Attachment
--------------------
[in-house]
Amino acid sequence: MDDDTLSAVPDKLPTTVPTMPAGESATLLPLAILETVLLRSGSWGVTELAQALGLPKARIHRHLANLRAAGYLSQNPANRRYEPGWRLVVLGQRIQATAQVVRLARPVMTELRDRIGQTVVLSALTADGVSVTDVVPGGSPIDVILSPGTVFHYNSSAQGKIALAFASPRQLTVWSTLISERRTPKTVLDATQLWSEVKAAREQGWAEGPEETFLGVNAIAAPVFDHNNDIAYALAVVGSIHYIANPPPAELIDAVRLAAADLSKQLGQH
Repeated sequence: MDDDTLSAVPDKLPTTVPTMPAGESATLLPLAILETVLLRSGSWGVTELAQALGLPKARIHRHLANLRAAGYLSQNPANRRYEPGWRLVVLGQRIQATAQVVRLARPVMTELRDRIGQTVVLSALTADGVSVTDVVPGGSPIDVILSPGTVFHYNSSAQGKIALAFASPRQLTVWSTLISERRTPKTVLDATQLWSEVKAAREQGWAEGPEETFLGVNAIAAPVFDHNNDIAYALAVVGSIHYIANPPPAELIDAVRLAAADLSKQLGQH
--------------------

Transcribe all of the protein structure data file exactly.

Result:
[in-house]
Amino acid sequence: MDDDTLSAVPDKLPTTVPTMPAGESATLLPLAILETVLLRSGSWGVTELAQALGLPKARIHRHLANLRAAGYLSQNPANRRYEPGWRLVVLGQRIQATAQVVRLARPVMTELRDRIGQTVVLSALTADGVSVTDVVPGGSPIDVILSPGTVFHYNSSAQGKIALAFASPRQLTVWSTLISERRTPKTVLDATQLWSEVKAAREQGWAEGPEETFLGVNAIAAPVFDHNNDIAYALAVVGSIHYIANPPPAELIDAVRLAAADLSKQLGQH
Repeated sequence: MDDDTLSAVPDKLPTTVPTMPAGESATLLPLAILETVLLRSGSWGVTELAQALGLPKARIHRHLANLRAAGYLSQNPANRRYEPGWRLVVLGQRIQATAQVVRLARPVMTELRDRIGQTVVLSALTADGVSVTDVVPGGSPIDVILSPGTVFHYNSSAQGKIALAFASPRQLTVWSTLISERRTPKTVLDATQLWSEVKAAREQGWAEGPEETFLGVNAIAAPVFDHNNDIAYALAVVGSIHYIANPPPAELIDAVRLAAADLSKQLGQH